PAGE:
Soaring Wings Vineyard | Midwest Living

Soaring Wings Vineyard

17111 S. 138th St.
Springfield  Nebraska  68059
United States
(402) 253-2479
+ enlarge
1 of 5
Pause »
  • 1
    - Lisa Meyers McClintick
  • 2
    - Lisa Meyers McClintick
  • 3
    - Lisa Meyers McClintick
  • 4
    - Lisa Meyers McClintick
  • 5
    - Lisa Meyers McClintick

Midwest Living Review

Lisa Meyers McClintick
A bucolic setting, Friday night music in the outdoor gazebo and year-round acoustic concerts on Sundays draw wine lovers to this lovely spot just south of Omaha.

Owner and chief winemaker Jim Shaw can now laugh about his mom busting him for brewing mulberry wine at age 13. “I was bootlegging wine as a kid,” he says. These days, he runs the vineyard he and his wife, Sharon, opened in 2003 about 20 miles south of Omaha. Soaring Wings—inspired by Jim’s career as a military and commercial air pilot—encompasses 30 acres of grapevines that slope from the tasting room and flank a hillside gazebo.

Jim reconnects with his other passion—music—by bringing in bands Friday nights for seasonal outdoor concerts and acoustic music Sundays year-round. Those are ideal times to sample Soaring Wing’s nearly 20 wines. Their most popular white wine, a semisweet Winter White with a slight pineapple taste, uses LaCrosse grapes and is comparable to a Riesling. The most popular red, Dragon’s Red, features a full berry taste from cold-hardy Frontenac grapes and has won awards.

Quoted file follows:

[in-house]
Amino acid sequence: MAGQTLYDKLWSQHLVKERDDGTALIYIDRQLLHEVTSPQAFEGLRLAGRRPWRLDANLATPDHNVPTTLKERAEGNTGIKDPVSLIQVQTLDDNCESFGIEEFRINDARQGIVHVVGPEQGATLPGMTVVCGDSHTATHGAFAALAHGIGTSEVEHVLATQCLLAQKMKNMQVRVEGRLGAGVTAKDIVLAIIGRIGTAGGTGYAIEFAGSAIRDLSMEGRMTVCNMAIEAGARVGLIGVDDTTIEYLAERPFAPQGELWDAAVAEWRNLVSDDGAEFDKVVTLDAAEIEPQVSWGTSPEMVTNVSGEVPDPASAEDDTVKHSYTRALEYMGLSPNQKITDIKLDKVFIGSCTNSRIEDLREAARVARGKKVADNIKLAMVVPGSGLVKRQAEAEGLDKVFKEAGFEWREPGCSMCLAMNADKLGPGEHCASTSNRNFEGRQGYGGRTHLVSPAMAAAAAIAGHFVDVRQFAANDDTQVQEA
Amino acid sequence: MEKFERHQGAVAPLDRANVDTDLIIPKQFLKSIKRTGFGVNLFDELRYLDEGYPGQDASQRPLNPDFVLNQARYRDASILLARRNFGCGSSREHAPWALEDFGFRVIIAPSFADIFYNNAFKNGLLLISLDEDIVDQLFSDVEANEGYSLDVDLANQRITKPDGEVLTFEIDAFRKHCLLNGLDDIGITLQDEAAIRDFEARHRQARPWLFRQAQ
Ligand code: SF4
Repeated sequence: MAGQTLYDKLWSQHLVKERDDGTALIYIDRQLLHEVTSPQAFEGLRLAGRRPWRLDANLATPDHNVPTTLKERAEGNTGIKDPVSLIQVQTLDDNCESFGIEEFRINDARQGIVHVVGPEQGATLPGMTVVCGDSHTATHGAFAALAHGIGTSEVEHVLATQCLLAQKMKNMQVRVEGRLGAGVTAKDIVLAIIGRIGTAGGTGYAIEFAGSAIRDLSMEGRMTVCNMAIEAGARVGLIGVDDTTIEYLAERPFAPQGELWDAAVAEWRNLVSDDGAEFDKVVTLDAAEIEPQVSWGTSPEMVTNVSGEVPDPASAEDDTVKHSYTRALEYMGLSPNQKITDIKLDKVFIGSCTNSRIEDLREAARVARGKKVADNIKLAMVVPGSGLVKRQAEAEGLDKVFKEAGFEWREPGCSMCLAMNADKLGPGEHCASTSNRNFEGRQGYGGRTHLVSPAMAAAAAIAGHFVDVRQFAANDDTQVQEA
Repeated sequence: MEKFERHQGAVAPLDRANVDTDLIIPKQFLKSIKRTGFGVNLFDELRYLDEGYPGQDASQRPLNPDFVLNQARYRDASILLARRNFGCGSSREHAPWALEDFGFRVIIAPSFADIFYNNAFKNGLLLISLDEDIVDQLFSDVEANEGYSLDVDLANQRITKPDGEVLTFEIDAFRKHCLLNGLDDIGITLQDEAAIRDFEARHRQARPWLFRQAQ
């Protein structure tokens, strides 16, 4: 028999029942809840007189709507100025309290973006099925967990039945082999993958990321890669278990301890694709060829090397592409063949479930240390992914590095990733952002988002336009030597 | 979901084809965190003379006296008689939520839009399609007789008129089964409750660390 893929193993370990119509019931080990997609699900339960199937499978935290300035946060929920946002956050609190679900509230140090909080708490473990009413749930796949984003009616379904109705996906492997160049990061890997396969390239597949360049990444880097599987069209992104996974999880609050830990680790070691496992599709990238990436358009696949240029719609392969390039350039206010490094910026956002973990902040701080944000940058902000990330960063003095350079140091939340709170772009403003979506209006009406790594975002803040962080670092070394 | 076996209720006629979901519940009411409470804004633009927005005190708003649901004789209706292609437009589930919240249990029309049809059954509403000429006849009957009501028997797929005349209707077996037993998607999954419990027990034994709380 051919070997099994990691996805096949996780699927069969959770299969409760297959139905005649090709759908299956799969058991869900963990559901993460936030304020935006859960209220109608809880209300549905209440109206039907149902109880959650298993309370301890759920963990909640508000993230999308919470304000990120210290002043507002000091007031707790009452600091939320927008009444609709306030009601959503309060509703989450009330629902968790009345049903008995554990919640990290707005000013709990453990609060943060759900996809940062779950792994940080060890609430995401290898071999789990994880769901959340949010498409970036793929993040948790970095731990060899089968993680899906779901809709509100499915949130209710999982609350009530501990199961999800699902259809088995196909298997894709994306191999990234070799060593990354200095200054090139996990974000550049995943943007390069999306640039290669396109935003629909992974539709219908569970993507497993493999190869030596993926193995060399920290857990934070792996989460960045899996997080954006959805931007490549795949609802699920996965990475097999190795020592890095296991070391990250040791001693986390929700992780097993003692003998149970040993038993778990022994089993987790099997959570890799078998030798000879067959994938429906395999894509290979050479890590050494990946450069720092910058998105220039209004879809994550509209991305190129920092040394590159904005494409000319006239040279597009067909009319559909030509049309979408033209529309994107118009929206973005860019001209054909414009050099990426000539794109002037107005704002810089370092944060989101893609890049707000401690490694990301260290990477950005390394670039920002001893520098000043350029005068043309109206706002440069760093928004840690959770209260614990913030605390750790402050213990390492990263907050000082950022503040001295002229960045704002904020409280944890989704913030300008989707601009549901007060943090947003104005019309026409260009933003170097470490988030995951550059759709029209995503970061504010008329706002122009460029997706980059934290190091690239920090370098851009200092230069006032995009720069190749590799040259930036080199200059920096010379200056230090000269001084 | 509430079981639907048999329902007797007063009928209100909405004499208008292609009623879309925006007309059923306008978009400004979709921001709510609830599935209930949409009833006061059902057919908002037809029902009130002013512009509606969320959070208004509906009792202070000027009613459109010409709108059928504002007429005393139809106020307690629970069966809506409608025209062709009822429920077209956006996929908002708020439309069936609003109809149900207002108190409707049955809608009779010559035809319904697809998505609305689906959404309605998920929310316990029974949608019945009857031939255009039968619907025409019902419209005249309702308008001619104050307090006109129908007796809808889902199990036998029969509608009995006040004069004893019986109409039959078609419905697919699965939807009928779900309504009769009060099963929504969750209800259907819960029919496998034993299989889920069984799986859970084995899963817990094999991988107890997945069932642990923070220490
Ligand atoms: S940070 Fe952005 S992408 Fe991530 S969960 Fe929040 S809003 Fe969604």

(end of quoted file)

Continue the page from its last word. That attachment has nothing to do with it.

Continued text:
All their wines feature a Nebraska grape. Tastes range from dry to sweet, but the region is best-known for semisweet whites. We like the Traminette, with its applelike crisp flavor that seems lighter and slightly sweeter than a Chardonnay. We also love the rich fragrance of Red Phoenix, a semidry red with a nice cherry finish and a balanced, satisfying taste. The biggest splurge, Cap’N Jim’s AirPort One, has a sweet, rich, hint-of-cherry finish for a punchy alternative to dessert.

Last year, Soaring Wings began brewing beer, with eight selections that include ales and lagers, a pilsner and stout. Try the White Stripe Wit, a summery Belgian style with hints of orange peel and coriander that's best served cold. For something sturdier, try the Blackbird stout, served coffee dark with a good lingering taste. Beer tastings are $6 for five samples, $6 for a refillable growler; wine is $6 for a tasting; $5 for a glass. Bread, crackers, cheese and sausage also are available. Check for cover charges during concerts and festivals.

September 16, 2012

Add Your Comment